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La Montagne Noire

La Montagne Noire - Antoine Bruy - Phases Magazine
La Montagne Noire - Antoine Bruy - Phases Magazine
La Montagne Noire - Antoine Bruy - Phases Magazine
La Montagne Noire - Antoine Bruy - Phases Magazine
La Montagne Noire - Antoine Bruy - Phases Magazine
La Montagne Noire - Antoine Bruy - Phases Magazine
La Montagne Noire - Antoine Bruy - Phases Magazine

The territory of the French-Belgian “Bassin Minier” (coalfield) is tied up with mining industry. Such is the geological reality: coal mining has followed the coal furrow, a 250 km stretch from east to west, from Auchel in France to Charleroi in Belgium. This exploitation’s legacy is appalling: industrial wasteland, pollution… Those after effects will last throughout the next century and are a heavy burden to politicians, who struggle to reclaim and redevelop the brownfields yet to be processed.

On the other hand, town planning conceived by mining and steel industry has shattered the traditional urban fabric. Among this “golden age” legacy, the urban organization, fully oriented toward mining activities, has left many challenges: isolation of local population, lack of centrality, lack of housing comfort, brownfields and heavy pollution still to be taken care of…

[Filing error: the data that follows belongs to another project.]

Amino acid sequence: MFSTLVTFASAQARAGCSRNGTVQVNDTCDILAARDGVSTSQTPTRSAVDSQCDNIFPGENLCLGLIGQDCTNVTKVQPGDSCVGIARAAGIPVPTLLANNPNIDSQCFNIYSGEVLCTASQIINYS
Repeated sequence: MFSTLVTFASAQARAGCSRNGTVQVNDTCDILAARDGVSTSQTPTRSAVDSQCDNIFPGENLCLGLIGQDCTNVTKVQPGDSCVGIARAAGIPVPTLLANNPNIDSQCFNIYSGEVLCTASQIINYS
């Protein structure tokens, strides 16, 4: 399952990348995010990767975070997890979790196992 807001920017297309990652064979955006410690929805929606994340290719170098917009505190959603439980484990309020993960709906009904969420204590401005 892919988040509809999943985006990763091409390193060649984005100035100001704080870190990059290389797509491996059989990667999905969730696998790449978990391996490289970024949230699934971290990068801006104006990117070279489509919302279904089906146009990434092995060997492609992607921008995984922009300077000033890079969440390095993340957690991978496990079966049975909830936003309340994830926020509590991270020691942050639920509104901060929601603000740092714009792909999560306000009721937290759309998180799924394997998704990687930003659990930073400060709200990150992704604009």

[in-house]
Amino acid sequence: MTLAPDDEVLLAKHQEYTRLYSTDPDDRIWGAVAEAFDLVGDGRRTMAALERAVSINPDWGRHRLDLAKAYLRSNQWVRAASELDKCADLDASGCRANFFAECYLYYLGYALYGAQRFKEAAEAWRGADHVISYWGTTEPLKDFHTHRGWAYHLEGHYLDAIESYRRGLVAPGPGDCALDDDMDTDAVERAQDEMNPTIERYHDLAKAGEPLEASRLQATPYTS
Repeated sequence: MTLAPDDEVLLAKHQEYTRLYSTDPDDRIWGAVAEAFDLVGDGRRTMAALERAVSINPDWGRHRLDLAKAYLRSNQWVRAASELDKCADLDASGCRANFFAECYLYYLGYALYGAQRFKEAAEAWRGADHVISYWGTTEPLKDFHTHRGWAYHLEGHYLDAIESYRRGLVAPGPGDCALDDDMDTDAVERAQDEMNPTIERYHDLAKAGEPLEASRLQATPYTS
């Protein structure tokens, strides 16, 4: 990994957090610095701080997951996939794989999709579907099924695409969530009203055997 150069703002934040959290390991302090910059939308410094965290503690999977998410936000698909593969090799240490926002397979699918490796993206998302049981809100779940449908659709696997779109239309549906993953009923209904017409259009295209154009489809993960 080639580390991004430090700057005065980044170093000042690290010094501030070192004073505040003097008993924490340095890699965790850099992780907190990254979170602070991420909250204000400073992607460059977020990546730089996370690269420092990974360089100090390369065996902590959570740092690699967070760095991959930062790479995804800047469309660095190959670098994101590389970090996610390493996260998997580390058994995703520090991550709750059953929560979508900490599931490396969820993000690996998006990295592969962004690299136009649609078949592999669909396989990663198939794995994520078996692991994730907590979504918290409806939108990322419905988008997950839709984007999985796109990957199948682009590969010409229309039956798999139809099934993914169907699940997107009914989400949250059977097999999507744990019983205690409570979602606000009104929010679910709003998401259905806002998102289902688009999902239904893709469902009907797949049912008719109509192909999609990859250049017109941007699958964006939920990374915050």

After more than two centuries of mining, a specific and complex culture emerged and durably marked both territory and people. Concrete and social heritage, marked by solidarity and highly controlled society fully supported by mining companies has led to compartmentalization, lack of initiative, and lack of mobility; but also generated strong social bonds and commitment to hard work. Unemployment in this area is still very high after the last mining companies shut down in the nineties.

The distinctive geographical features of each municipality from the mining area and the different closure dates of coal mines have led to different situations among them. Nonetheless, all of those cities face the same problems with the land once exploited by mining industry.

Lack of skills or lack of education prevent a significant part of local population to take advantage of economic development, and the most educated ones will rather leave this area and build a house somewhere else when they can afford it.